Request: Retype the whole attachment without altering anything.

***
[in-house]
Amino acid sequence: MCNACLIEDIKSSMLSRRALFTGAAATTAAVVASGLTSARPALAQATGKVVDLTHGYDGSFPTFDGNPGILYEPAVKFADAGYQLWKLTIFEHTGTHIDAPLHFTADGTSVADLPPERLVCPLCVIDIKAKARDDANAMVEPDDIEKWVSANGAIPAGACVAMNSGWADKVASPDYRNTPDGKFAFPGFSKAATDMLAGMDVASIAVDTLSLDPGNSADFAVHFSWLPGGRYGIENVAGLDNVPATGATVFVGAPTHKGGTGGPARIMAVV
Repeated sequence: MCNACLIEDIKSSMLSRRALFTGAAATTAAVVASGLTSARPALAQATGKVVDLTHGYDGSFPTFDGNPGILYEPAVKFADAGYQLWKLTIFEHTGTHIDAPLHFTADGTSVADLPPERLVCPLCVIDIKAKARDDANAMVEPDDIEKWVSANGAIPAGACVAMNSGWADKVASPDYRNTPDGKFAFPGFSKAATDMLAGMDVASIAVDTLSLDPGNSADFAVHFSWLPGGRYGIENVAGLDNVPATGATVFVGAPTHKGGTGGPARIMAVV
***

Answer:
[in-house]
Amino acid sequence: MCNACLIEDIKSSMLSRRALFTGAAATTAAVVASGLTSARPALAQATGKVVDLTHGYDGSFPTFDGNPGILYEPAVKFADAGYQLWKLTIFEHTGTHIDAPLHFTADGTSVADLPPERLVCPLCVIDIKAKARDDANAMVEPDDIEKWVSANGAIPAGACVAMNSGWADKVASPDYRNTPDGKFAFPGFSKAATDMLAGMDVASIAVDTLSLDPGNSADFAVHFSWLPGGRYGIENVAGLDNVPATGATVFVGAPTHKGGTGGPARIMAVV
Repeated sequence: MCNACLIEDIKSSMLSRRALFTGAAATTAAVVASGLTSARPALAQATGKVVDLTHGYDGSFPTFDGNPGILYEPAVKFADAGYQLWKLTIFEHTGTHIDAPLHFTADGTSVADLPPERLVCPLCVIDIKAKARDDANAMVEPDDIEKWVSANGAIPAGACVAMNSGWADKVASPDYRNTPDGKFAFPGFSKAATDMLAGMDVASIAVDTLSLDPGNSADFAVHFSWLPGGRYGIENVAGLDNVPATGATVFVGAPTHKGGTGGPARIMAVV